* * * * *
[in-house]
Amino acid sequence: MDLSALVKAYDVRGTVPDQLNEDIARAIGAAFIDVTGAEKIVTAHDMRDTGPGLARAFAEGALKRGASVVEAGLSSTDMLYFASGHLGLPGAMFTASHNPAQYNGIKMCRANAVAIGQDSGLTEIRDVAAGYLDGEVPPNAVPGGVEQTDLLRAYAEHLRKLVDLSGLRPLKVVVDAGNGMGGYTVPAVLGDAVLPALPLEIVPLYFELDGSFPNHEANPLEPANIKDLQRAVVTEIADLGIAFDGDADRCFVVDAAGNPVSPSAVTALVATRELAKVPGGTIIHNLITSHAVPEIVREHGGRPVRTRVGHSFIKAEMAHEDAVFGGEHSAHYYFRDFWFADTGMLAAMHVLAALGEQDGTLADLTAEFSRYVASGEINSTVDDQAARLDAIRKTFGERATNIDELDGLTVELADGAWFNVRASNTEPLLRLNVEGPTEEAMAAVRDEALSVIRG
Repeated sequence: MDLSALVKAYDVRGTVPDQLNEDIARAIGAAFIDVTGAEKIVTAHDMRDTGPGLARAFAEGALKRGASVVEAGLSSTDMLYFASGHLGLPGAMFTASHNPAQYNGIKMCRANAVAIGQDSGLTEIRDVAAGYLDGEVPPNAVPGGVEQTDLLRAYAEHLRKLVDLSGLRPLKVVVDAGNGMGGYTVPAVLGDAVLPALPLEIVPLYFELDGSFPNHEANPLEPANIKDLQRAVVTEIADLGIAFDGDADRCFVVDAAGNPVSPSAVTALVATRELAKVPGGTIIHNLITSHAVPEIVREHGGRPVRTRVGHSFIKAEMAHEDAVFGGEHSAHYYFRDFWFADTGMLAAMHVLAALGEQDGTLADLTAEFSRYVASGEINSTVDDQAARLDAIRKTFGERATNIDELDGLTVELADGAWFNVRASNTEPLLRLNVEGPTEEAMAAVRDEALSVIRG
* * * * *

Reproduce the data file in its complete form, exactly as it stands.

[in-house]
Amino acid sequence: MDLSALVKAYDVRGTVPDQLNEDIARAIGAAFIDVTGAEKIVTAHDMRDTGPGLARAFAEGALKRGASVVEAGLSSTDMLYFASGHLGLPGAMFTASHNPAQYNGIKMCRANAVAIGQDSGLTEIRDVAAGYLDGEVPPNAVPGGVEQTDLLRAYAEHLRKLVDLSGLRPLKVVVDAGNGMGGYTVPAVLGDAVLPALPLEIVPLYFELDGSFPNHEANPLEPANIKDLQRAVVTEIADLGIAFDGDADRCFVVDAAGNPVSPSAVTALVATRELAKVPGGTIIHNLITSHAVPEIVREHGGRPVRTRVGHSFIKAEMAHEDAVFGGEHSAHYYFRDFWFADTGMLAAMHVLAALGEQDGTLADLTAEFSRYVASGEINSTVDDQAARLDAIRKTFGERATNIDELDGLTVELADGAWFNVRASNTEPLLRLNVEGPTEEAMAAVRDEALSVIRG
Repeated sequence: MDLSALVKAYDVRGTVPDQLNEDIARAIGAAFIDVTGAEKIVTAHDMRDTGPGLARAFAEGALKRGASVVEAGLSSTDMLYFASGHLGLPGAMFTASHNPAQYNGIKMCRANAVAIGQDSGLTEIRDVAAGYLDGEVPPNAVPGGVEQTDLLRAYAEHLRKLVDLSGLRPLKVVVDAGNGMGGYTVPAVLGDAVLPALPLEIVPLYFELDGSFPNHEANPLEPANIKDLQRAVVTEIADLGIAFDGDADRCFVVDAAGNPVSPSAVTALVATRELAKVPGGTIIHNLITSHAVPEIVREHGGRPVRTRVGHSFIKAEMAHEDAVFGGEHSAHYYFRDFWFADTGMLAAMHVLAALGEQDGTLADLTAEFSRYVASGEINSTVDDQAARLDAIRKTFGERATNIDELDGLTVELADGAWFNVRASNTEPLLRLNVEGPTEEAMAAVRDEALSVIRG